Never Say Never: Tale Of Two Unputdownable Divyangs
Bargarh: He lost his ability to walk, but didn’t give up hope. Driven by a strong will-power and commitment to do it big, 35-year old Premananda Mallick, a Divyang since birth, has never blamed his destiny, but proved himself as an abled man.
Wheel chair-bound Mallick of Bhejipalli under Bheden block in Bargarh is an example for others when it comes to achieving the impossible despite disability.
Mallick’s handicap did not come on his way of becoming an expert mechanic handling a range of equipments desperately needing repairs and maintenance. This is something even a trained service engineer would find tough to handle.
This expertise has made locals queue up for his service when it comes to repairing their expensive household electronic appliances.
A self-trained and self-made man, Premananda never looked up for any government assistance to earn a livelihood or pursue his passion for machines.
The trauma of losing his legs right from childhood to the deadly polio was compounded when he lost his parents to prolonged illness. He presently lives with his elder brother and sister-in-law and adds up the family income by repairing electronic home appliances.
“I am physically challenged since birth. I thought I should do something at home which can make me self-reliant. I started off by repairing all types of electronic gadgets, which gave me satisfaction and a living too,” Mallick said.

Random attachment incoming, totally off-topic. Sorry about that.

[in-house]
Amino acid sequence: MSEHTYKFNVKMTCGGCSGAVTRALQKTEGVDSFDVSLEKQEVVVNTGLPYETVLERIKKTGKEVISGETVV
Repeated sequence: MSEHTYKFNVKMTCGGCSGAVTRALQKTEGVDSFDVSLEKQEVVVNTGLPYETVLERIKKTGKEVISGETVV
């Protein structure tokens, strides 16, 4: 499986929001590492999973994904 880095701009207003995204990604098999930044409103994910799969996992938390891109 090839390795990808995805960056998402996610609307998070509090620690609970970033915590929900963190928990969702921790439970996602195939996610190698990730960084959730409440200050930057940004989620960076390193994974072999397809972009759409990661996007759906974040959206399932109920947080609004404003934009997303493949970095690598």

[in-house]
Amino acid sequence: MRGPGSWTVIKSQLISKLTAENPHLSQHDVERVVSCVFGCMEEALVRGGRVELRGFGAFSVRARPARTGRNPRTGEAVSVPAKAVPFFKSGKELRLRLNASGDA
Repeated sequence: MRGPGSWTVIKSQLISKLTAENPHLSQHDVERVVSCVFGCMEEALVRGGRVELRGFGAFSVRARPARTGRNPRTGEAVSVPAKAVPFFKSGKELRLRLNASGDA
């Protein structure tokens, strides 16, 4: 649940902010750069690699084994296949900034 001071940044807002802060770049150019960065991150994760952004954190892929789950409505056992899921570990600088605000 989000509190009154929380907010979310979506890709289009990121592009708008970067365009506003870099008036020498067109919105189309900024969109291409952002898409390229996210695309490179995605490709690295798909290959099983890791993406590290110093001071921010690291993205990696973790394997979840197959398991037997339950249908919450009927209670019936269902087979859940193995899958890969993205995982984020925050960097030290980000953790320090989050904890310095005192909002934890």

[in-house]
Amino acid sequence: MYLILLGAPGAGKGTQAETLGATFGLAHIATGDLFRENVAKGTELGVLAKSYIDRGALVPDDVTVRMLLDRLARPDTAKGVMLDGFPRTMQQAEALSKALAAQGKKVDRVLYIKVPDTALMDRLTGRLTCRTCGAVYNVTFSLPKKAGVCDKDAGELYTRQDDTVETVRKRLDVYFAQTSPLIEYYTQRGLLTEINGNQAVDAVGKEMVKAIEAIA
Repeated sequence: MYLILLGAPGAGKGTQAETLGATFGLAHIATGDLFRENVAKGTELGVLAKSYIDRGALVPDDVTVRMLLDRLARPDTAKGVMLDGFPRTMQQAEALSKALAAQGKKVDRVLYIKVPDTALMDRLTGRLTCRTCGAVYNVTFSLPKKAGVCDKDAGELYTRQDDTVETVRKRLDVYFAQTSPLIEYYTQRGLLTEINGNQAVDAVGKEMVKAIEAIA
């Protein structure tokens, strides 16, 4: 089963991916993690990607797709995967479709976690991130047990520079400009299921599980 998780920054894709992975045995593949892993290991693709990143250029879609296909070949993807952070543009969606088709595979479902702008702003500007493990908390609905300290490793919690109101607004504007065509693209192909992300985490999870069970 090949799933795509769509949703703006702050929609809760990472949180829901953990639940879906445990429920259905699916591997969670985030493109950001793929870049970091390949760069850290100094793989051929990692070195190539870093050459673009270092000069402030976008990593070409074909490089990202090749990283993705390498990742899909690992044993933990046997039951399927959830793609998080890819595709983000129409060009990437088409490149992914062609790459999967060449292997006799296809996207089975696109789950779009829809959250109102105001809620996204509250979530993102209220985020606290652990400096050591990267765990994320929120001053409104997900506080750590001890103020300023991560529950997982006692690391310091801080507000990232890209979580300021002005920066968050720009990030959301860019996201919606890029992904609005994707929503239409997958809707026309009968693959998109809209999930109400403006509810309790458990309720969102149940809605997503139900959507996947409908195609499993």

Premanand’s feat is an inspiration for people in the neighbourhood. “Premananda is a known figure in our locality in spite of his disabilities. He began with repairing mobile phones, TV and fan and later honed the skills to repair any kind of electronic item. Though he is unable to walk, he’d avail service at doorstep,” said Rabindra Barik, a local.
A similar example can be traced to Saraswati Kuanar of Khunta area in Mayurbhanj district. She too was afflicted by polio from childhood and lost her ability to walk. However, she overcame all odds to become the bread winner for her family by making different household articles from bamboo.
“I have the will to earn for my family unlike others with similar problems who resort to begging. I want to lead a life with dignity for which I work throughout the day to make bambo baskets and other materials. I sell my products in the local market. I never felt like surrendering to the physical limits,” said Kuanar.
Many more like her in the neighbourhood have similar tales to tell. But, the thread that joins them all is the unputdownable spirit of standing on the ground despite all odds by overcoming adversaries.